Tourism, like all globalised trends, can be a force for good, but can also wreak immense localised damage
In Barcelona this summer, I was shown a protest sign written in English that said: “Why call it tourism season if we can’t kill them?” Anger over unhampered tourism is getting ugly, even in Barcelona, where the mayor, Ada Colau, is one of the few politicians dedicated to reining in the industry. Residents told me they have had it with skyrocketing rents, thousands of tourists from cruise ships swamping the city’s historic centre and partygoers keeping families up into the night. And they are increasingly sceptical about the economic benefits for the average citizen.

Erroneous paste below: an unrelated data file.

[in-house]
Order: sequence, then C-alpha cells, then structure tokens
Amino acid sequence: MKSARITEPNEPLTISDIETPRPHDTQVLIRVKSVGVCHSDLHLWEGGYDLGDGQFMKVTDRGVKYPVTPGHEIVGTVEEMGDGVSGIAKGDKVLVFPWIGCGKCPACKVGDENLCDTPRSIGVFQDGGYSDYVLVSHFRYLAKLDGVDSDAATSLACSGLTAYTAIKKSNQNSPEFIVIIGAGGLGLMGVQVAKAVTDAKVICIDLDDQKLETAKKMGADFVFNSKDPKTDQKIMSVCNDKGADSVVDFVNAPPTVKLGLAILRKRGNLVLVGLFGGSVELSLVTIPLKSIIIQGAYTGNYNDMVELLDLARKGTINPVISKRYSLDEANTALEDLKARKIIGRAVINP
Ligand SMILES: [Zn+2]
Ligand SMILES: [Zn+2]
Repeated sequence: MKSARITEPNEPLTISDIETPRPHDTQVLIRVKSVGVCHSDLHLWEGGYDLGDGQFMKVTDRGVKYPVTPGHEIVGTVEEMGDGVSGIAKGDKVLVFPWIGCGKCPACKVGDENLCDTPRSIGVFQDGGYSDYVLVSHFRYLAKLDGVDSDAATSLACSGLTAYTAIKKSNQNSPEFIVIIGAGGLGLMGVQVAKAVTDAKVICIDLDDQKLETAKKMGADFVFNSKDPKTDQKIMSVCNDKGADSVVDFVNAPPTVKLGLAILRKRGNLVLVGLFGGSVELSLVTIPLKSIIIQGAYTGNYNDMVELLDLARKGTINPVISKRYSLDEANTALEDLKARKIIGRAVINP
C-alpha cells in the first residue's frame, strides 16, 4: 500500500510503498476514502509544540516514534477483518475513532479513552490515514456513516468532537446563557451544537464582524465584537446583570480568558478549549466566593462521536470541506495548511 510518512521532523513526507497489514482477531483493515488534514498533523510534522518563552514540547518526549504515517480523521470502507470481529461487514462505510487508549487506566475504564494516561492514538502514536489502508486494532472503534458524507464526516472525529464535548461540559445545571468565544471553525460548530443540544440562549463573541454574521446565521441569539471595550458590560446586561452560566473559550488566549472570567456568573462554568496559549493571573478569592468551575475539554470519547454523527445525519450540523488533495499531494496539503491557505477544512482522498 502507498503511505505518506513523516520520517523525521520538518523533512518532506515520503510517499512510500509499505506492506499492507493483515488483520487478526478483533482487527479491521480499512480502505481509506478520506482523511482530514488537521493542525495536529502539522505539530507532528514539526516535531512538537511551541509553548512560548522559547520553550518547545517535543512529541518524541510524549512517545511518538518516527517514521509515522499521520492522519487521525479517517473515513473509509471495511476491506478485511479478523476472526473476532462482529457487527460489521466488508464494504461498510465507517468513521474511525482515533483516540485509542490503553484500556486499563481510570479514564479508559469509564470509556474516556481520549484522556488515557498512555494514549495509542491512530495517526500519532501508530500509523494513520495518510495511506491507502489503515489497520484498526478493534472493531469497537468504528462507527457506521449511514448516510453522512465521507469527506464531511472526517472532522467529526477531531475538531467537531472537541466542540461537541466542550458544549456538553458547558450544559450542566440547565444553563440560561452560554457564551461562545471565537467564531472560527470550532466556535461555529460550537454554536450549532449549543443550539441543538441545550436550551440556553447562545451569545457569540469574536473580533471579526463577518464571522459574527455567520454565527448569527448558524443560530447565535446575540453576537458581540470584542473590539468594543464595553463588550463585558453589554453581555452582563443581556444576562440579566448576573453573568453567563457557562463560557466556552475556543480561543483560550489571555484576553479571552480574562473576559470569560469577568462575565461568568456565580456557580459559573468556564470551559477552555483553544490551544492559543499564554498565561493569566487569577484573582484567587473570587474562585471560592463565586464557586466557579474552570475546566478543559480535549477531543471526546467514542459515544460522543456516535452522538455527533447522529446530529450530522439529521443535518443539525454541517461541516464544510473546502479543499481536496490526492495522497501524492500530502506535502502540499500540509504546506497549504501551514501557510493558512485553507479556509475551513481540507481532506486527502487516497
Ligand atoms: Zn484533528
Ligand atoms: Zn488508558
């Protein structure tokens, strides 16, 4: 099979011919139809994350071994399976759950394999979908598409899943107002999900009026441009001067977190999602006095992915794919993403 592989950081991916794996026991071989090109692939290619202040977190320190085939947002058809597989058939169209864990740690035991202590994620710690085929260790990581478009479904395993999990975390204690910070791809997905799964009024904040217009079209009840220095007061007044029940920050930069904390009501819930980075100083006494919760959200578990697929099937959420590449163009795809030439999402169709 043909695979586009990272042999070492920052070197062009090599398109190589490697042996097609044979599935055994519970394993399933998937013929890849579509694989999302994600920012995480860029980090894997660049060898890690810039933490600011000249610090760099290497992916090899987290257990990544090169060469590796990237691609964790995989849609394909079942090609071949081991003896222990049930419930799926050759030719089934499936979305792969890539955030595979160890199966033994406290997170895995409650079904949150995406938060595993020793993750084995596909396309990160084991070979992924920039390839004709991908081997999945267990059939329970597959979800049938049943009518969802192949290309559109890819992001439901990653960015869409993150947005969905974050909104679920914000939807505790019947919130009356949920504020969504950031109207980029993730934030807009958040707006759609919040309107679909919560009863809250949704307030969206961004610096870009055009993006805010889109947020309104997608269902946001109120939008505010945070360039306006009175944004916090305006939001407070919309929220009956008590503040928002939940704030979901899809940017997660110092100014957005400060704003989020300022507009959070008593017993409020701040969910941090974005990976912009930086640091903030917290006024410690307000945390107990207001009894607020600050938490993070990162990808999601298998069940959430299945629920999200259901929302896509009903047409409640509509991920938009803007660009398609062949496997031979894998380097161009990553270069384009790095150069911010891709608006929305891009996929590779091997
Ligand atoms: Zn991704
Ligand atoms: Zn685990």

Every time I find myself smirking at another photograph of drunken tourists crowding a gracious town square, I think of Venice. The annual tourist traffic of more than 20 million visitors to La Serenissima has impoverished, rather than enriched, most Venetians. They have been pushed out, the population cut in half to fewer than 60,000 people. The survivors continue to protest and vote against giant cruise ships and mindless tourism. But the powers that be have done little. Even the United Nations has warned that the genius of Venice, its culture, art and way of life are being drowned by tourism.